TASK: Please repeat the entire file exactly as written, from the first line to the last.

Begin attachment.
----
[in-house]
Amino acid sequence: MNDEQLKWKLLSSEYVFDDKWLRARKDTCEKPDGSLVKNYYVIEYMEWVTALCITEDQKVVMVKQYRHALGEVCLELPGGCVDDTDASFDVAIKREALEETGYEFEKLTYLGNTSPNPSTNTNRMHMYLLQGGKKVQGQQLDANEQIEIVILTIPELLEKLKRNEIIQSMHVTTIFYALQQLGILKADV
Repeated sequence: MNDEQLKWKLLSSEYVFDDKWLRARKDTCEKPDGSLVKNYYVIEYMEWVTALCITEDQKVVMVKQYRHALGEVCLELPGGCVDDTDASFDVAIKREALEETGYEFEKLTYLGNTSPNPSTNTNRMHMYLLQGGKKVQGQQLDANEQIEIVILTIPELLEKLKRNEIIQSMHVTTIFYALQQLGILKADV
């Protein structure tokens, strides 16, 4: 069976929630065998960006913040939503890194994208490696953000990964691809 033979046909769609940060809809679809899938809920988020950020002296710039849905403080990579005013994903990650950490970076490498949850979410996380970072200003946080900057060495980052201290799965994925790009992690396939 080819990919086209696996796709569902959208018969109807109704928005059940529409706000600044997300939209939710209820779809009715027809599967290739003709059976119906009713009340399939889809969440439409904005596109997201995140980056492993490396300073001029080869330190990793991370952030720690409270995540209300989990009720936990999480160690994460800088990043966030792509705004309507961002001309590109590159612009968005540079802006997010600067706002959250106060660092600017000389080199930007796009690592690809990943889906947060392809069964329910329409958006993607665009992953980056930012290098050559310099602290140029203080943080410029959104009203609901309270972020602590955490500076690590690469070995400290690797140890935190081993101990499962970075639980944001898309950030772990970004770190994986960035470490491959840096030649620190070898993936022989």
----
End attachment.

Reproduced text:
[in-house]
Amino acid sequence: MNDEQLKWKLLSSEYVFDDKWLRARKDTCEKPDGSLVKNYYVIEYMEWVTALCITEDQKVVMVKQYRHALGEVCLELPGGCVDDTDASFDVAIKREALEETGYEFEKLTYLGNTSPNPSTNTNRMHMYLLQGGKKVQGQQLDANEQIEIVILTIPELLEKLKRNEIIQSMHVTTIFYALQQLGILKADV
Repeated sequence: MNDEQLKWKLLSSEYVFDDKWLRARKDTCEKPDGSLVKNYYVIEYMEWVTALCITEDQKVVMVKQYRHALGEVCLELPGGCVDDTDASFDVAIKREALEETGYEFEKLTYLGNTSPNPSTNTNRMHMYLLQGGKKVQGQQLDANEQIEIVILTIPELLEKLKRNEIIQSMHVTTIFYALQQLGILKADV
């Protein structure tokens, strides 16, 4: 069976929630065998960006913040939503890194994208490696953000990964691809 033979046909769609940060809809679809899938809920988020950020002296710039849905403080990579005013994903990650950490970076490498949850979410996380970072200003946080900057060495980052201290799965994925790009992690396939 080819990919086209696996796709569902959208018969109807109704928005059940529409706000600044997300939209939710209820779809009715027809599967290739003709059976119906009713009340399939889809969440439409904005596109997201995140980056492993490396300073001029080869330190990793991370952030720690409270995540209300989990009720936990999480160690994460800088990043966030792509705004309507961002001309590109590159612009968005540079802006997010600067706002959250106060660092600017000389080199930007796009690592690809990943889906947060392809069964329910329409958006993607665009992953980056930012290098050559310099602290140029203080943080410029959104009203609901309270972020602590955490500076690590690469070995400290690797140890935190081993101990499962970075639980944001898309950030772990970004770190994986960035470490491959840096030649620190070898993936022989």